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Samsung to sell Google TV Blu-ray player, companion box

Jan 10, 2011 — by LinuxDevices Staff — from the LinuxDevices Archive — views

Samsung Electronics has shown off a Google TV-based Blu-ray player and companion box at CES, due to ship later this year. Meanwhile, Vizio unveiled two HDTVs running the Android- and Intel Atom-based Google TV stack, including a 56-inch model.

On Jan 7, Samsung joined Sony, Logitech, and Vizio as a hardware partner for Google TV, unveiling a new Blu-ray Player and companion box for the web TV surfing service at the 2011 Consumer Electronics Show.

Google TV users will access the Samsung devices via a special Google TV remote control, featuring a full QWERTY keypad and voice search supported through an internal microphone.

Samsung's Google TV-based Blu-ray player prototype
Source: ConceivablyTech

While the new appliances — currently in prototype phase — will be part of Samsung's smart TV product line when it rolls out in the first half of 2011, Samsung Electronics Visual Display President B.K. Yoon said the company has not decided whether to construct a Google TV set or not.

Samsung's approach is a cross between those of its rivals. Sony is currently selling Google TV-loaded Sony Internet TV sets and Blu-ray players. Logitech sells a "Revue" companion box loaded with Google TV.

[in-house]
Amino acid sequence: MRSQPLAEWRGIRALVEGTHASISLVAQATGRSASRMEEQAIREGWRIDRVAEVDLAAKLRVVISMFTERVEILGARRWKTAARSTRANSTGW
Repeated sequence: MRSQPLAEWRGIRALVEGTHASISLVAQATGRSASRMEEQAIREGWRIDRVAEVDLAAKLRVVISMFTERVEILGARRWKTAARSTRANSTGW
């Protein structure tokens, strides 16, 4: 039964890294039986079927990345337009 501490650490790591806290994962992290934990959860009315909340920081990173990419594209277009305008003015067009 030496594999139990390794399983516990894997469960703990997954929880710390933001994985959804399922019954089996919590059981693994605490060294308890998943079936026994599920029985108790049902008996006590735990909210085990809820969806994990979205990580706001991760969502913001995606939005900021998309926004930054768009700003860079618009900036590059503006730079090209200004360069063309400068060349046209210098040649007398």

Earlier last week at CES, Vizio showed off its own Google TV sets and Blu-ray players. The products include Via Plus branded 47-inch XVT3D476SV and 56-inch XVT3D556SV HDTVs.  Vizio has enabled its newly announced, Android-based Via Tablet and Via Phone (pictured at left) to operate the Google TV appliances via a built-in IR blaster with a universal remote control app.

Built around the Intel Atom processor, Google TV is Google's customized Android platform that allows consumers to surf the web on TV through the Chrome browser and manage their television and DVR content through one interface, complete with search and applications. Users can, for example, watch a football game, and then pop open a web browser to tweet about it while continuing to watch the contest in a small window. (A recent Google TV update enables users to place the second window anywhere they want on the the TV screen.

The service has taken its lumps for being slow and buggy — the integrated Netflix app was a chore until it was refreshed last month — and reviews have been poor to lukewarm by experts turned off by the quirks, laborious setup, and high price points.

Reports of Google TV hardware delays appear to be exaggerated, however. Google says it remains on track to release a special Android SDK for Google TV to enable developers to write applications for the larger screen.

Clint Boulton is a writer for our sister publication eWEEK.


This article was originally published on LinuxDevices.com and has been donated to the open source community by QuinStreet Inc. Please visit LinuxToday.com for up-to-date news and articles about Linux and open source.



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